Before the opening Keynote at SXSWedu 2015, Ron Reed, the executive producer of the conference, spoke to the audience. He asked attendees to do three things during the conference: Learn a lot, meet new people, and have a good time. Four days later, at the closing session, he checked in with the audience to see if they followed through. It wouldn’t be a stretch to assume that most of the people in Ballroom D at the Austin Convention Center could nod and acknowledge that they had indeed heeded his advice.
One of the best parts of any conference is the dialogue that opens up around interesting and sometimes controversial topics. There were as many opinions about how to improve on the current educational systems, as there were attendees. Throughout the week, when I left sessions and panels, I was impressed with the expertise and professionalism of the speakers.
Though topics of debate in education don’t change quickly, the arguments for or against can be framed in new and innovative ways. Here are a few things topics that resonated with me because of the innovative ways in which they were presented:
Any good dialogue should make you question what you hear, what you think, and what you know. After letting my SXSWedu experience gel for a few days, I found I had just as many questions as answers, which is not a bad thing for a writer! The conference left me with many things to consider and research (and hopefully present to you in future articles here at Edudemic).
This question comes from a few brief chats with developers, as well as a fascinating conversation we had with other members of the press. Parental reporting features were missing in many educational apps.
In that same vein…
The conference takes place right before spring break (in Texas, anyway). Teachers can’t usually leave the classroom for four days before a scheduled vacation. This article from the Hechinger Report addresses the same issue. In fact, 409 people in the directory at SXSWedu Social were listed as K-12 teachers and 926 people were representing Education Business.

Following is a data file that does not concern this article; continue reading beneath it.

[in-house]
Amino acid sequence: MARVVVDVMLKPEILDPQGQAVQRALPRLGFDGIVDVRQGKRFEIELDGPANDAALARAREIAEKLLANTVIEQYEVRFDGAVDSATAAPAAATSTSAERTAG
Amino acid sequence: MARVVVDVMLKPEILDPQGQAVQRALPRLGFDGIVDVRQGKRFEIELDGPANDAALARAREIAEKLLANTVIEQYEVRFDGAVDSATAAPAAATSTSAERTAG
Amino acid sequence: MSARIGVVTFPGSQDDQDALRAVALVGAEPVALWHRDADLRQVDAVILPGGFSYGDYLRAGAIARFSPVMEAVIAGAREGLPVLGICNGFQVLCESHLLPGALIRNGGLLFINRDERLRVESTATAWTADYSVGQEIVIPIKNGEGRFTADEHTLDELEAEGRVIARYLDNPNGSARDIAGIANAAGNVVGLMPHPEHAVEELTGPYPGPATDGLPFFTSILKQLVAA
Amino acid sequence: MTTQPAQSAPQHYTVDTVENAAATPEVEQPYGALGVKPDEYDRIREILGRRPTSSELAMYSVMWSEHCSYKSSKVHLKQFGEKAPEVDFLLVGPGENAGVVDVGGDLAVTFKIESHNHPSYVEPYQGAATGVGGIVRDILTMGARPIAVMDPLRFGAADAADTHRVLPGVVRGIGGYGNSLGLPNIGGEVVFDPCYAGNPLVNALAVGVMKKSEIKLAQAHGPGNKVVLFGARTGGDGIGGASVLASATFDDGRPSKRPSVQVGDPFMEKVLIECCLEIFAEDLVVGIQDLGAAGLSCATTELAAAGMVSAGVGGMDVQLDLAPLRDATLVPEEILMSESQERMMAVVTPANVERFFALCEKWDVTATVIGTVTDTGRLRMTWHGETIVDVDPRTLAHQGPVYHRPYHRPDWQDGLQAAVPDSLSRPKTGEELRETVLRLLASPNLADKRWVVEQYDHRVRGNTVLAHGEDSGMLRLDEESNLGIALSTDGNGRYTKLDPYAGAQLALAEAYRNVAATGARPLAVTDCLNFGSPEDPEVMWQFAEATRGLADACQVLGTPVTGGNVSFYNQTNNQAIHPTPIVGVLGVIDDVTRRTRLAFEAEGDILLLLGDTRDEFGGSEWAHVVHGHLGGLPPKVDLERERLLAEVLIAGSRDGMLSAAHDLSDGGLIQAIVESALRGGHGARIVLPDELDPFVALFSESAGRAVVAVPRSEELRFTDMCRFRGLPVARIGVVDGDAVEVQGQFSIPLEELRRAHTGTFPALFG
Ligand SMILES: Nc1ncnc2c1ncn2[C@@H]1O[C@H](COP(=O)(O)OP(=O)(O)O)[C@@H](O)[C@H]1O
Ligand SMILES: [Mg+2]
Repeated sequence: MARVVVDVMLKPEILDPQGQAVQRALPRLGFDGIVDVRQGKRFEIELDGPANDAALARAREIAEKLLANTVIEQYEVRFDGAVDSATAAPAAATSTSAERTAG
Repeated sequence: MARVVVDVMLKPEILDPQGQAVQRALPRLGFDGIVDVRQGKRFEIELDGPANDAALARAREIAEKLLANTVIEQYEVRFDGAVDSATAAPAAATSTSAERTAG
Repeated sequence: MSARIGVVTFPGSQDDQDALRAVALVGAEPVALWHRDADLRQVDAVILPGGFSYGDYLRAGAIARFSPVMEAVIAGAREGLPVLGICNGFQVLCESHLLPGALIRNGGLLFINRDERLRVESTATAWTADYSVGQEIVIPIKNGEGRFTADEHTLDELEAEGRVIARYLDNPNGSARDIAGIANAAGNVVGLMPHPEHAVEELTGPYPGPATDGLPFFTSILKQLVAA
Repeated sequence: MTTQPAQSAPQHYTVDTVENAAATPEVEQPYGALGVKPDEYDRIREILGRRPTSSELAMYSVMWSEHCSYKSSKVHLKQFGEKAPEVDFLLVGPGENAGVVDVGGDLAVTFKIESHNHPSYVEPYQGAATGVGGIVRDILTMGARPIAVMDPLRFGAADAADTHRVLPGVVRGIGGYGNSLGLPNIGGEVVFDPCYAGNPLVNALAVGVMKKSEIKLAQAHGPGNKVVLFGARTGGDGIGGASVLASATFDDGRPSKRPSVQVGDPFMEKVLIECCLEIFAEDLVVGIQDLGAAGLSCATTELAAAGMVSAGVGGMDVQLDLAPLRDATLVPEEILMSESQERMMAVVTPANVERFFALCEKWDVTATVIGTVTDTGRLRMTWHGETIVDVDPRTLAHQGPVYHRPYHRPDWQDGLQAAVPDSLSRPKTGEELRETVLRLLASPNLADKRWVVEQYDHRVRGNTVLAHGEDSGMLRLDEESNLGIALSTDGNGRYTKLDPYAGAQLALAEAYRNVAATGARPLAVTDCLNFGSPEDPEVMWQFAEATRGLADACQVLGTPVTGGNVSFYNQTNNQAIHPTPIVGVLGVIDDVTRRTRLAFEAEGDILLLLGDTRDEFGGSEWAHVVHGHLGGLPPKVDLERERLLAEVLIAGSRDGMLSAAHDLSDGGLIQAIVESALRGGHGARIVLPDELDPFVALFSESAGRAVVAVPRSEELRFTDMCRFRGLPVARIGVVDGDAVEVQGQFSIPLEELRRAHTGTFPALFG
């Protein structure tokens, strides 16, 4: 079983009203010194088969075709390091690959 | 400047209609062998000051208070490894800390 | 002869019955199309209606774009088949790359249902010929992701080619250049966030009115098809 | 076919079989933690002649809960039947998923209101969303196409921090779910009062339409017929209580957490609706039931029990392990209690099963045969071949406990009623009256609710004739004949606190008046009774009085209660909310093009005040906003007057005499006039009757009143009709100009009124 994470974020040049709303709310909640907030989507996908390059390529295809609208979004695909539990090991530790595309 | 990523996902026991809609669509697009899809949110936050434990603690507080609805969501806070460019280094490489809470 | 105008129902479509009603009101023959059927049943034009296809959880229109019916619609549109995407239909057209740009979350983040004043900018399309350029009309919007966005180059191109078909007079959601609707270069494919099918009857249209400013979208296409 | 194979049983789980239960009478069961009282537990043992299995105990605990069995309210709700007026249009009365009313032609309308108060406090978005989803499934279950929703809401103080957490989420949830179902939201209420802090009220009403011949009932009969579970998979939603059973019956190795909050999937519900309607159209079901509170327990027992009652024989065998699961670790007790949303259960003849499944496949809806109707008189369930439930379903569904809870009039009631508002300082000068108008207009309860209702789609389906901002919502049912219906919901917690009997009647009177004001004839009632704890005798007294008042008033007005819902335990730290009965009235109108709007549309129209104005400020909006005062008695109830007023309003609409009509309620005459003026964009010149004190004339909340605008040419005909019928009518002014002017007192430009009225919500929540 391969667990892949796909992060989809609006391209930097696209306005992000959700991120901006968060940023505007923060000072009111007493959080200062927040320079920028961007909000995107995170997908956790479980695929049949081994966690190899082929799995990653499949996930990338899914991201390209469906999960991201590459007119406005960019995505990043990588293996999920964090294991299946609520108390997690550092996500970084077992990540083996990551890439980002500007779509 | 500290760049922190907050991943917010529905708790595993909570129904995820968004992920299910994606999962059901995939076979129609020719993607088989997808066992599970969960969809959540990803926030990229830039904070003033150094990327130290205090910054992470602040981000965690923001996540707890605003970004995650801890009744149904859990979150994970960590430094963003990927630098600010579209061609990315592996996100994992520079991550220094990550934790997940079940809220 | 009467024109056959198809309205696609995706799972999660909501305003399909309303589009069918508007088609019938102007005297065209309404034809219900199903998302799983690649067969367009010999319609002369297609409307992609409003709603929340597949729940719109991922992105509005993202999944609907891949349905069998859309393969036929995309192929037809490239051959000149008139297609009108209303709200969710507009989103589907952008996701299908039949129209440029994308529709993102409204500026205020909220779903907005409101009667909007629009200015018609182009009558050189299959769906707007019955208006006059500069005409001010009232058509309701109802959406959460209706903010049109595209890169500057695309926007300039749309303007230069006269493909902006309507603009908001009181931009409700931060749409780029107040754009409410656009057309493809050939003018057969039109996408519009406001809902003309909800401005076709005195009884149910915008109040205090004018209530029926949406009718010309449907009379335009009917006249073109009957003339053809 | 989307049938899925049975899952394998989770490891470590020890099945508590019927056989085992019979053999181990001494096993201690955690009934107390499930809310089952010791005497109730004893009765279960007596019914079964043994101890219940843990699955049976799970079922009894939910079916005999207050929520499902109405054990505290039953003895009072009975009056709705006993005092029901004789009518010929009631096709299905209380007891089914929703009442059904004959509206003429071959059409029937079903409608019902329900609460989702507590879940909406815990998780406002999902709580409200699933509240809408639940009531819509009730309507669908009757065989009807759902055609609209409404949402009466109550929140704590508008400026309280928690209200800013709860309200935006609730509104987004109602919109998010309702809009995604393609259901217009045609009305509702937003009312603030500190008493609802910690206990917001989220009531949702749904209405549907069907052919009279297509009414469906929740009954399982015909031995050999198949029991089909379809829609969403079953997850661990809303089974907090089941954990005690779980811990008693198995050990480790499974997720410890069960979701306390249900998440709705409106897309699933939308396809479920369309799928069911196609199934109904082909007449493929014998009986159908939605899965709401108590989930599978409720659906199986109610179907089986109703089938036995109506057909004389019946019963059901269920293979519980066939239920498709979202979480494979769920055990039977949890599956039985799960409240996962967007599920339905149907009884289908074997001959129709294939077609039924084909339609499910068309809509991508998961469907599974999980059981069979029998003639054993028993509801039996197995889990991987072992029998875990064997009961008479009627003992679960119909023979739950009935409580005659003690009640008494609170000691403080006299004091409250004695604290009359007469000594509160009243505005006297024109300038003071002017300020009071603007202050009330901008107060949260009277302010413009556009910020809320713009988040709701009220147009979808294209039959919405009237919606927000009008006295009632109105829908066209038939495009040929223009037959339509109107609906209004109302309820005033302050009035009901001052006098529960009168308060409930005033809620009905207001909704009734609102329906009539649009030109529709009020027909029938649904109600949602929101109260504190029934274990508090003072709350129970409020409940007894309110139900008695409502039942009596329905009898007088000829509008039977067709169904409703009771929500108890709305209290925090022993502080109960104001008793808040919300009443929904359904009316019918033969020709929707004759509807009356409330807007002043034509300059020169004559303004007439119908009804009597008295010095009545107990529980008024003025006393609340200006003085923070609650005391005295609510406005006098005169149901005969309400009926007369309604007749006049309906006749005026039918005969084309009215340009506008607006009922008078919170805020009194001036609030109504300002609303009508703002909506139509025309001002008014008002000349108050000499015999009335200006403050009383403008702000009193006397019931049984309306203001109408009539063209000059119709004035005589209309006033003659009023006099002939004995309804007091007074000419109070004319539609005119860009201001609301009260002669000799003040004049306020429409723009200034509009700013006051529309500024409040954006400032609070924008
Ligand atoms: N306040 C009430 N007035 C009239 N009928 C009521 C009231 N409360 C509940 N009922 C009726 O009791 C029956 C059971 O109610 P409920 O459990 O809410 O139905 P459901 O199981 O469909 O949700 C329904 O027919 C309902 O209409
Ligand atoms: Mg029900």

I was in a fascinating session and a young, eager developer in the audience was so enthusiastic about the speaker’s ideas that he asked what he could do to help. The speaker suggested the developer check out the website for more information. That seemed like a missed opportunity.
SXSWedu does have a fair share of women presenters, thanks in part to the high percentage of women in education. But I’d like to see more presentations by people of color, people with disabilities, and people who openly identify as LGBTQ.
Changing laws and policies in the educational realm is slow. The pendulum swings back and forth about every ten years. The Playground featured a lot of great apps and ideas, but overall sessions did not provide a lot of “ready to implement tomorrow” type of ideas.
Trying to summarize my 4-day SXSWedu experience in this thousand-word article was tough. It was difficult to decide what to include and what to leave out. There really is so much information to learn when you inundate yourself in the ideas of passionate, invested, and innovative teachers, administrators, policy-makers, students, and developers. So, be on the lookout for many more SXSWedu-inspired posts, because the world of education technology is full of profoundly inspiring stories, products, and ideas.
Looking for more SXSWedu coverage? Check out our previous articles, as well as an excellent recap from Teach.com!
Teach.com: SXSWedu 2015: Key Themes and Takeaways
Leah Levy: SXSWedu 2015: Big Changes and Big Themes
Amanda Ronan: Can I Make a 3D Print of Myself? Musings on SXSWedu